Let me start off by stating the most obvious: rape is nobody's fault than the rapist's - and the death sentence for a rapist is letting him off easy, if you ask me, he should be castrated first. Choosing to pin a woman down and physically and emotionally violate her, to take from her by force, is the worst crime a man can commit and it takes an utterly heinous mind to make that choice, and honestly when someone goes 'oh maybe it was because of something she did' as though it was a justification of the act, I just get all:
Having said that, I realized something important today while talking to a friend in college. We were on the lawn soaking up the faint afternoon sunlight which is so rare this winter, and we started talking about what we could possibly do if hypothetically three men tried to attack one of us while we were walking down a pavement.
I live in Delhi - so this wasn't exactly the 'if you were on an island in the middle of nowhere'-sorta hypothetical situation. Women get raped all the time, women were being abducted and attacked in this city long before the infamous gang-rape case was blown up by the media. Because we were talking about what-we-could-do in reality, it all came down to real preventive measures. My friend raised the issue of clothing.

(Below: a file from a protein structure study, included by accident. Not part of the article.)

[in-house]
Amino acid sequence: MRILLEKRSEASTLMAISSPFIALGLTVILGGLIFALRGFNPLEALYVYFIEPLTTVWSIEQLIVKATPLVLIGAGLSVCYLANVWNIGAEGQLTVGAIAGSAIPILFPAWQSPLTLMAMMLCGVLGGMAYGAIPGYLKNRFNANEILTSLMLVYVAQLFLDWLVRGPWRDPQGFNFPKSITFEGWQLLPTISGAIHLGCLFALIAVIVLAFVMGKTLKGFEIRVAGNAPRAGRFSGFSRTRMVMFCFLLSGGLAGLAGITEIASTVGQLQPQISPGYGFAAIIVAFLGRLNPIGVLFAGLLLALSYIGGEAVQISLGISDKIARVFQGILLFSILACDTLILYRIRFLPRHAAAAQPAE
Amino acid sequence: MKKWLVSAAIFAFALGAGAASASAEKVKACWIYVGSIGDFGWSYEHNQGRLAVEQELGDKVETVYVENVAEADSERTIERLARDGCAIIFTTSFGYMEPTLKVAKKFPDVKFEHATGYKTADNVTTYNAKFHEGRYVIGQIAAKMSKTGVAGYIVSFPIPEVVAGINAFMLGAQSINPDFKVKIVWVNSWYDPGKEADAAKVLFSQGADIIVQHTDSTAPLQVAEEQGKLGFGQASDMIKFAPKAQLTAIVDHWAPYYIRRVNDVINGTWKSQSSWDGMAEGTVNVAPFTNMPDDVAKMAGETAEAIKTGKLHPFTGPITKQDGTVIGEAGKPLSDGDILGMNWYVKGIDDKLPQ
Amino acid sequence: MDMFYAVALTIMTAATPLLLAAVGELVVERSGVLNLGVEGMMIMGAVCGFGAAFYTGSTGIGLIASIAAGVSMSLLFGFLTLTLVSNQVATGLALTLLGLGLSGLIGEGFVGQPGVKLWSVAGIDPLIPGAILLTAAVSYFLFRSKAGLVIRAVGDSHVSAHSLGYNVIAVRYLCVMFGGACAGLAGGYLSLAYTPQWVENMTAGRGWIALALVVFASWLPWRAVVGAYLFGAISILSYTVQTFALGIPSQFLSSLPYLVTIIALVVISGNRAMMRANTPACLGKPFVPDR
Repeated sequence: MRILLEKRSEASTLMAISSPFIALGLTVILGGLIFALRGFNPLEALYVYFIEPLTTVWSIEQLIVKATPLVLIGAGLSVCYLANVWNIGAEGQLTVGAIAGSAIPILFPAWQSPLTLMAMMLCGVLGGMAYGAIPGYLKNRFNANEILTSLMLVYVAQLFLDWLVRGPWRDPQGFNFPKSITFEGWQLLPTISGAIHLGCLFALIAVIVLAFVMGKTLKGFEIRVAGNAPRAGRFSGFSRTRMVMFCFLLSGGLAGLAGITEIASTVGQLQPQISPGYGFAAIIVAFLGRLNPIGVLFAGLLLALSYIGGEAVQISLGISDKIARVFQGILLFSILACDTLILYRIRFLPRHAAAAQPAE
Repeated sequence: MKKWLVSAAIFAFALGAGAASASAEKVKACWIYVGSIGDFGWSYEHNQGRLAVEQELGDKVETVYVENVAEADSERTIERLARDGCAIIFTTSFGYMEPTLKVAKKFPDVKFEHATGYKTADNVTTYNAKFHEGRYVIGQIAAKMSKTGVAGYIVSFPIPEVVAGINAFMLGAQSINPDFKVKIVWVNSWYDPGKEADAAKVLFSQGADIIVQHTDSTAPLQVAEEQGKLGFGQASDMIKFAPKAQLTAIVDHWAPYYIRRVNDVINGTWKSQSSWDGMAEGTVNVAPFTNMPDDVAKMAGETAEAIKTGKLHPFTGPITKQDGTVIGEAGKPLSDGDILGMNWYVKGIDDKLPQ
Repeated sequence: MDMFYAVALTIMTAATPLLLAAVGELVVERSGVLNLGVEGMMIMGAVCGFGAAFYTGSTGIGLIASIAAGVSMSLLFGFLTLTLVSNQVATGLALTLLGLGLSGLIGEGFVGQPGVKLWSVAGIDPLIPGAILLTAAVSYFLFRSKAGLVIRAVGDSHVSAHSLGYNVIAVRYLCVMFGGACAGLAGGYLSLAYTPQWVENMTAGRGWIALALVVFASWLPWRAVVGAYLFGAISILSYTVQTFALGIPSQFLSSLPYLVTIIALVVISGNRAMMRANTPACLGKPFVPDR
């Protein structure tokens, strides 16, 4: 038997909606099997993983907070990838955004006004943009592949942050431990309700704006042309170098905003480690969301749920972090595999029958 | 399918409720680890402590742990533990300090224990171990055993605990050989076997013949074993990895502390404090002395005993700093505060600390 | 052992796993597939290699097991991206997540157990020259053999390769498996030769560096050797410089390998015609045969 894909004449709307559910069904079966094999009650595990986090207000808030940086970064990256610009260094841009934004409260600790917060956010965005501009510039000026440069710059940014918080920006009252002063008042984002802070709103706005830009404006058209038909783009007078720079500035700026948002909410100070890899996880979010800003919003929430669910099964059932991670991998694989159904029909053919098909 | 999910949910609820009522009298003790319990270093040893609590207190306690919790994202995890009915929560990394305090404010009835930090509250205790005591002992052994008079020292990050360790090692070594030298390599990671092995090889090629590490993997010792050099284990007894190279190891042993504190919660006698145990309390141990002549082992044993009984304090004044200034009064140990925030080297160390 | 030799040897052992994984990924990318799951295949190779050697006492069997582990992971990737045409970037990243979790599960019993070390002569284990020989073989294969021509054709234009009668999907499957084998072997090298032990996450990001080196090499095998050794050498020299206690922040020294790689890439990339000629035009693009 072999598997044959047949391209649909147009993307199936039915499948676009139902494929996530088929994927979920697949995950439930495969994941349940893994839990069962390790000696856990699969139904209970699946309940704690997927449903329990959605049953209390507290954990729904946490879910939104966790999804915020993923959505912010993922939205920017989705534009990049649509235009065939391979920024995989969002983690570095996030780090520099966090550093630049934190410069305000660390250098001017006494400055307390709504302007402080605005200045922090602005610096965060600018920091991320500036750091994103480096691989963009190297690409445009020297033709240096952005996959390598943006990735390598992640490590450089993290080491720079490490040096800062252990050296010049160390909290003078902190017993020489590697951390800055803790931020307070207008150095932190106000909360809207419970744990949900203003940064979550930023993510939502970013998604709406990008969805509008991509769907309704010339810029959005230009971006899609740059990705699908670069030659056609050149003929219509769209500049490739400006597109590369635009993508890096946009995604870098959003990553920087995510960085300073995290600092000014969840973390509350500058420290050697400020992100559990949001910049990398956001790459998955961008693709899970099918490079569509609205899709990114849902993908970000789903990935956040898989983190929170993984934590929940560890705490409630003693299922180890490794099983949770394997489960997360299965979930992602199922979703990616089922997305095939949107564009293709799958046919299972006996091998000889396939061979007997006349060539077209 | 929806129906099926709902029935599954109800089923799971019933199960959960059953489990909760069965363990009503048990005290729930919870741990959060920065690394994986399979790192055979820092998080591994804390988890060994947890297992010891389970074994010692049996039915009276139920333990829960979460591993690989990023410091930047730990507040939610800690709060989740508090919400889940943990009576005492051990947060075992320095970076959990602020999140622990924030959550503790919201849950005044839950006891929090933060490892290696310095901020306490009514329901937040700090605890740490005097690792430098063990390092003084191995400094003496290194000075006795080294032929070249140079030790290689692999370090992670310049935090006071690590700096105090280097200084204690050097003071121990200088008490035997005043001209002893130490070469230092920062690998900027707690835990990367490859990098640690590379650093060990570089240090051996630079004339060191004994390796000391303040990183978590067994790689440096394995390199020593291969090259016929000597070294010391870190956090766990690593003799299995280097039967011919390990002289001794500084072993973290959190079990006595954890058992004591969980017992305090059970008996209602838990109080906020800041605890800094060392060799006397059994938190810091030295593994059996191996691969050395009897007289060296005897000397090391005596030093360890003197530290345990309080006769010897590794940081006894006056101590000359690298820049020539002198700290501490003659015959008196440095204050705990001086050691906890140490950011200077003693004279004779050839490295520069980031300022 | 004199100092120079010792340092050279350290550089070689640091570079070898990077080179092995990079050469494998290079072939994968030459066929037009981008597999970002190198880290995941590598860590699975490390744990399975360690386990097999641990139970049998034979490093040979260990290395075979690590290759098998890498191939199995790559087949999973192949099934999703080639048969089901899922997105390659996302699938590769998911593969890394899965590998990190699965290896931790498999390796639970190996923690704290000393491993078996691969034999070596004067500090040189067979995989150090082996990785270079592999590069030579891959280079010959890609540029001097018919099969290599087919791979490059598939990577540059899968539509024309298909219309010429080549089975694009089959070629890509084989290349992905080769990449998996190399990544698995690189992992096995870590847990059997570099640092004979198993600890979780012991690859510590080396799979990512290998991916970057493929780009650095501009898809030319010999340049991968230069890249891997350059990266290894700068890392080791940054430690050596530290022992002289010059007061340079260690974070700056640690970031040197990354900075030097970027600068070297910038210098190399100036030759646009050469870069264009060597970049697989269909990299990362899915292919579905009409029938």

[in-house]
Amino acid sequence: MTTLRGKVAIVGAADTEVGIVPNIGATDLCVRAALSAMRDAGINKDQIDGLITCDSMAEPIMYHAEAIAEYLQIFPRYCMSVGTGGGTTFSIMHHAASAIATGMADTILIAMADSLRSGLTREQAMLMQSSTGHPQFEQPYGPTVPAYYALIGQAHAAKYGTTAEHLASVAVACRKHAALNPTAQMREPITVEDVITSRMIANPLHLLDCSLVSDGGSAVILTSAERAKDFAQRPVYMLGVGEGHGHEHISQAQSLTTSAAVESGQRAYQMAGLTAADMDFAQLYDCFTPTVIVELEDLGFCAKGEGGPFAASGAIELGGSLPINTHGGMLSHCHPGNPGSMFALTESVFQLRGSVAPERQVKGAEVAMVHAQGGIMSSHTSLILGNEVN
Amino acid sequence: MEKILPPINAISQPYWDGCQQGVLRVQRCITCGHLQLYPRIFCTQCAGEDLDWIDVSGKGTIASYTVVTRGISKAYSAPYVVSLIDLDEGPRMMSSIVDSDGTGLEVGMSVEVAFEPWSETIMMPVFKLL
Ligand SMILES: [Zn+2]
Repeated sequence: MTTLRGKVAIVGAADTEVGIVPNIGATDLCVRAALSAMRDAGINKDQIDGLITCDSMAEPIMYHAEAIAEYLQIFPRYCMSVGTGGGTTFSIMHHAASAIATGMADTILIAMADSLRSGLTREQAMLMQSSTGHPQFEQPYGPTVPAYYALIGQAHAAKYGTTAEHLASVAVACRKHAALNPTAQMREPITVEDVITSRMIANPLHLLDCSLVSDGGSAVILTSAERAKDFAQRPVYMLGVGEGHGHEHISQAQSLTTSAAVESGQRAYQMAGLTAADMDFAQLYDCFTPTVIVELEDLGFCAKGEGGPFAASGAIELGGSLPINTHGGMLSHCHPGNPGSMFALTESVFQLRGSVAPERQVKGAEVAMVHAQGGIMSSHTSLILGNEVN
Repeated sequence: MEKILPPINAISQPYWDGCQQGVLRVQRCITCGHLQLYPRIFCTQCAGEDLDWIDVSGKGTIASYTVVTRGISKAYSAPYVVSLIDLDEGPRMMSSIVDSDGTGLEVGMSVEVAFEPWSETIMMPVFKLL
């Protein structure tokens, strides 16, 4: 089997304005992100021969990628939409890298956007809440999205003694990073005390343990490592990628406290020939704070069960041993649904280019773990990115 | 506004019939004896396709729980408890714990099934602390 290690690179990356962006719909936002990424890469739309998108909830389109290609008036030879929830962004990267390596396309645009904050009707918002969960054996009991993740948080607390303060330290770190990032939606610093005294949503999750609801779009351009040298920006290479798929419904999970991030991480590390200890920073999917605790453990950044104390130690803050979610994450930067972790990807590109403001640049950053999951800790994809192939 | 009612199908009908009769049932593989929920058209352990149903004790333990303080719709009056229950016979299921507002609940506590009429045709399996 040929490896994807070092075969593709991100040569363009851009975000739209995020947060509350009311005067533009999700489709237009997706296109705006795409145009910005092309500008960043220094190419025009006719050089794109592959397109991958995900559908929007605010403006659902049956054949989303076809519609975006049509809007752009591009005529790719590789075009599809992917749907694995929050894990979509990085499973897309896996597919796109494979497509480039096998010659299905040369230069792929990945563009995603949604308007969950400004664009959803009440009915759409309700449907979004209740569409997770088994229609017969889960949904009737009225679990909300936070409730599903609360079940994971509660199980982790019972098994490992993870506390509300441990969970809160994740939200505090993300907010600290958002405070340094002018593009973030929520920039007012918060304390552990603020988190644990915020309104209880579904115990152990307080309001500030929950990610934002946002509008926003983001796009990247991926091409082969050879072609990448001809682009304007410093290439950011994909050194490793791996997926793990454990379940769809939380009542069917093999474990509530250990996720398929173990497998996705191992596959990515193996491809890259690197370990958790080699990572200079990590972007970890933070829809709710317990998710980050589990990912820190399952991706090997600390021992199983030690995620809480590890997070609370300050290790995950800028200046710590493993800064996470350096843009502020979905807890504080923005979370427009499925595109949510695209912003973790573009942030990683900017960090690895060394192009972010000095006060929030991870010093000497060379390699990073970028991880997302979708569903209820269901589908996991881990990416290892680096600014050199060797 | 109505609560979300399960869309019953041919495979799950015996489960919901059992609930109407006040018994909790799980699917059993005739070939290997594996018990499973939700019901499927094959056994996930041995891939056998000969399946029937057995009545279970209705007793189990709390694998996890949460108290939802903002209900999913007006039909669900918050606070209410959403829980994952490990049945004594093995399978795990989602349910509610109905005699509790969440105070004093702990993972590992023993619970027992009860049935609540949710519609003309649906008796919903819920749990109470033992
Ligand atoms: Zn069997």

At first, I reacted the way almost every woman in my social circle would react to this - a woman should be able to wear whatever the hell she wants, why should clothing ever factor into a possible rape situation? The problem is with the man - it's with the culture - it's with society's mindset - it's with the law - etcetera etcetera. She agreed with all this too.
After a long discussion however, I came to realize something that hadn't occurred to me before. When it comes to real life preventive measures, and trying to make yourself least vulnerable to an attack - clothing does matter. Firstly, I am talking strictly in Delhi-terms here, because the problem is very real and current here, the stats are such that most girls I know feel there is easily at least a 40% chance they could get attacked on the way home today. Second, I am talking of rape by a stranger, not domestic issues. Thirdly, please don't confuse this notion with the notion that 'if women dressed conservatively, they wouldn't get raped' - these two are different notions, entirely. The terrible ugly bottom line is that women will get raped, and one woman would have worn a short skirt, the other a long unflattering gown, one would have been married, the other single, one may have been a teenager, another a child, another an old lady, one would have gone out with her boyfriend, another with her girl friends, another alone -- and rape would have had no logic and made victims of them all.